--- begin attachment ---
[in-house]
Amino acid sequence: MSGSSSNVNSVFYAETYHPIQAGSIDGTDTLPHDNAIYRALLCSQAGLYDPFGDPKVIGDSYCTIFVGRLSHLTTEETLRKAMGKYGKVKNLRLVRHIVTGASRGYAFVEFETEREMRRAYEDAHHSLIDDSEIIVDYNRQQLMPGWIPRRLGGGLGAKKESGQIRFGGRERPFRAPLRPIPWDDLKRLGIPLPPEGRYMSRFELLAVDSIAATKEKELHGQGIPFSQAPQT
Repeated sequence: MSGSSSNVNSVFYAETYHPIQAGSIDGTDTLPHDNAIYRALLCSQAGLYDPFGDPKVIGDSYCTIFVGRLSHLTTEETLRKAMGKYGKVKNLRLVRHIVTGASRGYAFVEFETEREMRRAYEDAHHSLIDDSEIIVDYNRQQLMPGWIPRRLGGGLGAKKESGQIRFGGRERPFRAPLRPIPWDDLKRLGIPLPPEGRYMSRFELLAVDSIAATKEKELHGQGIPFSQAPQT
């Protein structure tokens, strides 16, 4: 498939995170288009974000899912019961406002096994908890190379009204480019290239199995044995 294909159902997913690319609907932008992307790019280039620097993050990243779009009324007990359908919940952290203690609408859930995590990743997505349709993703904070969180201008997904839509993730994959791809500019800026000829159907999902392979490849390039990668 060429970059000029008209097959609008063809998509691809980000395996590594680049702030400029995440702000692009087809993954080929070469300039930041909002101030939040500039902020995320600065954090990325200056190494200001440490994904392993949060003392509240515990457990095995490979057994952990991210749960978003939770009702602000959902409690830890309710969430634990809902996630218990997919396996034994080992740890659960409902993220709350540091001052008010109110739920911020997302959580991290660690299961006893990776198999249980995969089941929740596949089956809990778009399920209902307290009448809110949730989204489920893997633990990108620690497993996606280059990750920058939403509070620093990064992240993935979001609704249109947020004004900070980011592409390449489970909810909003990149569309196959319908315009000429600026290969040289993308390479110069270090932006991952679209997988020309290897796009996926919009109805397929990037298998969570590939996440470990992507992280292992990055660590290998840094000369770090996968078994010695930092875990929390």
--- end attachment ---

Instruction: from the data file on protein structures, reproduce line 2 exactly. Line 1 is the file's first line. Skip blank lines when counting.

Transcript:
Amino acid sequence: MSGSSSNVNSVFYAETYHPIQAGSIDGTDTLPHDNAIYRALLCSQAGLYDPFGDPKVIGDSYCTIFVGRLSHLTTEETLRKAMGKYGKVKNLRLVRHIVTGASRGYAFVEFETEREMRRAYEDAHHSLIDDSEIIVDYNRQQLMPGWIPRRLGGGLGAKKESGQIRFGGRERPFRAPLRPIPWDDLKRLGIPLPPEGRYMSRFELLAVDSIAATKEKELHGQGIPFSQAPQT